Videoconferencing platforms are designed to manipulate and alter by default the way you sound. Many people, including an embarrassingly high number of audiovisual professionals, still believe that the low quality of “internet sound” is due to the internet being unstable and to connectivity problems. However, good-quality sound does not use much bandwidth[1] and it is readily achievable in this day and age. The real reason why video calls sound shallow, distant, flat and unpleasant has been explained above and it has to do with the way platforms are designed (noise suppression, automatic gain control,  unwarranted low-bitrate policies) and the type of microphones used to join online meetings: microphones built into laptops and mobile devices, videoconferencing headsets with boom microphones (including “recommended” models), centre-table microphones in videoconference rooms and the like. All of the above are designed to “improve” or “optimize” speech. The idea of improving and optimizing a voice might understandably seem desirable to the layperson, so huge amounts of new devices are sold every day to satisfy this artificially-induced need. But 95% of this processing is unnecessary and unwarranted since it creates more problems than it solves. Sound is a bit like fresh fish: its quality can only be preserved by a well-functioning “cold chain”, not “improved” or restored after it has been damaged. If a noise-filtered, AI-engineered signal will often ensure your voice is heard even if you are not using the right equipment, a natural and more faithful reproduction of your real voice will encourage people to actually listen to what you have to say.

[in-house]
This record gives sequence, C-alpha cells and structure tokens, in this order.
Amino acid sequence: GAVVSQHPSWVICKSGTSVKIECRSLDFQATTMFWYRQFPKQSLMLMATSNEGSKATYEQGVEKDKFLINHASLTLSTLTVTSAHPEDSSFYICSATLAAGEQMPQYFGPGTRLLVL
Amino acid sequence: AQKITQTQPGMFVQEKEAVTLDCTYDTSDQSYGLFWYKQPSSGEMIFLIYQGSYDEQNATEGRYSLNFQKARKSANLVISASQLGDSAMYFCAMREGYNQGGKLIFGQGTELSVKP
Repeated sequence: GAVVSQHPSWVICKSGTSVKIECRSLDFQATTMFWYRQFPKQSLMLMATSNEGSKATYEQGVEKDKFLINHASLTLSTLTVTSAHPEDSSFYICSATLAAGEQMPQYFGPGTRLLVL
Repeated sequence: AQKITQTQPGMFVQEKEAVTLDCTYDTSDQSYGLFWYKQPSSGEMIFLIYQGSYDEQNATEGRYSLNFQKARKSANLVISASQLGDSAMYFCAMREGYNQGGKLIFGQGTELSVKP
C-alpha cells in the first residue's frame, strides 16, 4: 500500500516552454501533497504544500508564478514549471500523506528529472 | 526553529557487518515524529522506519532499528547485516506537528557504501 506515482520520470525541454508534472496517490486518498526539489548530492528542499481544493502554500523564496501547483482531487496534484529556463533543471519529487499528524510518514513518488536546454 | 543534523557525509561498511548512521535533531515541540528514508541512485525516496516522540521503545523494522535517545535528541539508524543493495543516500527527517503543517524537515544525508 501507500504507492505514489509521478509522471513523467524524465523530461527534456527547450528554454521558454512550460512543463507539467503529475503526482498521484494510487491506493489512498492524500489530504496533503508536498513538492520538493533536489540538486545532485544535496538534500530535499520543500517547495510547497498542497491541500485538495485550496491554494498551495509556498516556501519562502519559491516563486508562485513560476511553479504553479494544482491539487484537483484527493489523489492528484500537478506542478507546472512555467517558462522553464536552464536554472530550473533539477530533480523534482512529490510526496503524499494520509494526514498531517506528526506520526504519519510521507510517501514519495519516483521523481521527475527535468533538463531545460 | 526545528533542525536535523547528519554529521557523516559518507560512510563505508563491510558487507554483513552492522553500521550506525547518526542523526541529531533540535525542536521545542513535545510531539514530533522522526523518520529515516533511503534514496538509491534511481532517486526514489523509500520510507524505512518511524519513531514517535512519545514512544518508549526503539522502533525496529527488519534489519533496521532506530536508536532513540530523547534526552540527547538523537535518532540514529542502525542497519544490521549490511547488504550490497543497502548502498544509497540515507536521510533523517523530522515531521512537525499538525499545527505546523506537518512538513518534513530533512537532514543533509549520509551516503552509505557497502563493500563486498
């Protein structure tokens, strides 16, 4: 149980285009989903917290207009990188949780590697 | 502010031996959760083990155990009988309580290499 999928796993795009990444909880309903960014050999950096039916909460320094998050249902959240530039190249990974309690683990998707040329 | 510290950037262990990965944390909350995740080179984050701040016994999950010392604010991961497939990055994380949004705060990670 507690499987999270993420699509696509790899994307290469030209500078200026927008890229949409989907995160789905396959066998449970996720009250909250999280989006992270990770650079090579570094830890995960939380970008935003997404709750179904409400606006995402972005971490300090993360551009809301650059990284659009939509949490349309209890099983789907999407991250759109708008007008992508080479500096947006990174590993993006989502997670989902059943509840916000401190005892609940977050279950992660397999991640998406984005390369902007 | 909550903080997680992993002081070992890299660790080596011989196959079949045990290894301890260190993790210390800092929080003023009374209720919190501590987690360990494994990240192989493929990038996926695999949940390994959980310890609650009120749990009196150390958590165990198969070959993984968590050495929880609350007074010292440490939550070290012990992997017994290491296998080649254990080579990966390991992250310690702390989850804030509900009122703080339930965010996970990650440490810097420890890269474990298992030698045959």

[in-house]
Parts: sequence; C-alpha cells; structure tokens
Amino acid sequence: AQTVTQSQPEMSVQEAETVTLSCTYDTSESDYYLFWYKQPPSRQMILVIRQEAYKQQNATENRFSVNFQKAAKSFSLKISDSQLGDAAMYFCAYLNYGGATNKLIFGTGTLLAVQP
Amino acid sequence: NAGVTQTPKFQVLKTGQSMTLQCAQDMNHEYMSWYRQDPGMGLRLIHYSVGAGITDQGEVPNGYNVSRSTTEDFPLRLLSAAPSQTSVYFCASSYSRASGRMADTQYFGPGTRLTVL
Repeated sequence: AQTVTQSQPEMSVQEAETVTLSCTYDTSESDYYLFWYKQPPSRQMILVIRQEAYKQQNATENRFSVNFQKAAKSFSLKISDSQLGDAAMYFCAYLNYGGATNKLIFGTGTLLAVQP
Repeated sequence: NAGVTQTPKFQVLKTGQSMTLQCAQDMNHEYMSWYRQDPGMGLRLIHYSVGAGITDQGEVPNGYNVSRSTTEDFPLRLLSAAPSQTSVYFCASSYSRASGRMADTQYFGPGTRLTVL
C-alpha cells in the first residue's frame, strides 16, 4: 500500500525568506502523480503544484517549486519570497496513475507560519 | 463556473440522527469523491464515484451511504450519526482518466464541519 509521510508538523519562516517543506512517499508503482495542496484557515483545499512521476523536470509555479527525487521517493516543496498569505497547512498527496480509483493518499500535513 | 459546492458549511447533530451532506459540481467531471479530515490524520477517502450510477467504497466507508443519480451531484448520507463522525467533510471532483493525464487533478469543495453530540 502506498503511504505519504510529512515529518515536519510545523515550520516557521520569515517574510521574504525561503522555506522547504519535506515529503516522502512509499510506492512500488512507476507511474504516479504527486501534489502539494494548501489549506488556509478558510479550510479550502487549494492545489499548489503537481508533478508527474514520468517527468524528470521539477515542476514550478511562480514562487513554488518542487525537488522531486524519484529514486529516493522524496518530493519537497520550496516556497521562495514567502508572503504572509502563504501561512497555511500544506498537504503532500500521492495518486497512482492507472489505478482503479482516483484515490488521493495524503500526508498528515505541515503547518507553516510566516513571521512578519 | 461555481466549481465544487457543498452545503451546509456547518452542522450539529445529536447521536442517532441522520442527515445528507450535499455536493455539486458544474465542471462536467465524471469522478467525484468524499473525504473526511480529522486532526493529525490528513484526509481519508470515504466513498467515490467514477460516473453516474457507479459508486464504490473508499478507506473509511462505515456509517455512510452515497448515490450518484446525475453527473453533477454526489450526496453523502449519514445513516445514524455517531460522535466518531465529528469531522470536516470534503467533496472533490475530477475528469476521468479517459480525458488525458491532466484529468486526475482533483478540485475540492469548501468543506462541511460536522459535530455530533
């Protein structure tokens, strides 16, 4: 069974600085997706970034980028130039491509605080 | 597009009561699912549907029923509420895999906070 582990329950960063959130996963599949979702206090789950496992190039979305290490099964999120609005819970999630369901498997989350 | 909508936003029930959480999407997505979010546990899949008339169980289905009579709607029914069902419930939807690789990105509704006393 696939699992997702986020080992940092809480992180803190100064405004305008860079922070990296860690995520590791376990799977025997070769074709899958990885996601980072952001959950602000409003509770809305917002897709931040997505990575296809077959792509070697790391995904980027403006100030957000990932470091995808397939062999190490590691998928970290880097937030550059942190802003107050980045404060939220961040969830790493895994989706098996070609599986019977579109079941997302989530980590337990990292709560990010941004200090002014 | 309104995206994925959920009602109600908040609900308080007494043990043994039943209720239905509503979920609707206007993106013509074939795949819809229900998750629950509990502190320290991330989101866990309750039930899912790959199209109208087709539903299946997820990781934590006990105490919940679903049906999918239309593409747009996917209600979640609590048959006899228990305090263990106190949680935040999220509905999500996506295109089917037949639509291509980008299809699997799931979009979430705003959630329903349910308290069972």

But is high-quality sound possible on the internet?

The answer is yes. It is both possible and not particularly difficult. All you need to do is tweak the right settings on a suitable videoconferencing platform, and use a real, plug-and-play, standalone podcasting microphone. Satisfactory solutions start from as little as 25 € and are abundantly available from any online store.

Let’s start with the platform. In order to make your actual voice is heard in high definition, you need to be able to deactivate the default settings that trigger undesirable processing. Not all videoconferencing platforms allow this, as they seem to assume you are incapable of connecting a decent microphone into your USB socket.